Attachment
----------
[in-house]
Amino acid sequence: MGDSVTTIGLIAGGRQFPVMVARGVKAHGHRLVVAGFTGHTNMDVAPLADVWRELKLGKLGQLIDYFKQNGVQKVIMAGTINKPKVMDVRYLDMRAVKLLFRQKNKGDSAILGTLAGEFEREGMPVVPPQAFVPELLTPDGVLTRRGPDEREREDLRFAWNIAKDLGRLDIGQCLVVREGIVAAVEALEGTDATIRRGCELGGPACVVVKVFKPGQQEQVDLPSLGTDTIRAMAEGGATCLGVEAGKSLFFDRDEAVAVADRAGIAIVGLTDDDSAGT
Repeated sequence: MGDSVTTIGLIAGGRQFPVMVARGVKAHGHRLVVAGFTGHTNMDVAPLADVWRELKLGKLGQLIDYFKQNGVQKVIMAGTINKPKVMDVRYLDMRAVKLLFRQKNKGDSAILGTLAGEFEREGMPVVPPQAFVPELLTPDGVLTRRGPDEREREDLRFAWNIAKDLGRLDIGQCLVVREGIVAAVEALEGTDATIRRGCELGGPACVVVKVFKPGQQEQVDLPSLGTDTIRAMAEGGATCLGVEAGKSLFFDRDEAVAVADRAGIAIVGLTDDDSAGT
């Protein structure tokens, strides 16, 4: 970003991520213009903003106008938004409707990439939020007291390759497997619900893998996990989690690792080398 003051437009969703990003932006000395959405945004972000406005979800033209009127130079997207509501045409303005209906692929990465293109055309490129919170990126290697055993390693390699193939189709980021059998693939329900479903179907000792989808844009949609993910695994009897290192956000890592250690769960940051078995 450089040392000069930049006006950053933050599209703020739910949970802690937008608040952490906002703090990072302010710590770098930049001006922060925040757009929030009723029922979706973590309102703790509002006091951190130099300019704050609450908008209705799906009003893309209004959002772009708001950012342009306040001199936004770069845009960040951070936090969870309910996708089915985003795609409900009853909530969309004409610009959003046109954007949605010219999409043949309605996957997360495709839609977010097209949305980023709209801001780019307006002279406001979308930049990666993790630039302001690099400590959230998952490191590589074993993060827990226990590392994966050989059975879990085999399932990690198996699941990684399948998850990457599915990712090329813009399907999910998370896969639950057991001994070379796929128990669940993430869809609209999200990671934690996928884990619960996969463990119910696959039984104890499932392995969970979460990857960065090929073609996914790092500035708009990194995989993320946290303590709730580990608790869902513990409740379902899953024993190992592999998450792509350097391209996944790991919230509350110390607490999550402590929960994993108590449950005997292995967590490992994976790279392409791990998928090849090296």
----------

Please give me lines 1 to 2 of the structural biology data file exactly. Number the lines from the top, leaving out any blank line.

[in-house]
Amino acid sequence: MGDSVTTIGLIAGGRQFPVMVARGVKAHGHRLVVAGFTGHTNMDVAPLADVWRELKLGKLGQLIDYFKQNGVQKVIMAGTINKPKVMDVRYLDMRAVKLLFRQKNKGDSAILGTLAGEFEREGMPVVPPQAFVPELLTPDGVLTRRGPDEREREDLRFAWNIAKDLGRLDIGQCLVVREGIVAAVEALEGTDATIRRGCELGGPACVVVKVFKPGQQEQVDLPSLGTDTIRAMAEGGATCLGVEAGKSLFFDRDEAVAVADRAGIAIVGLTDDDSAGT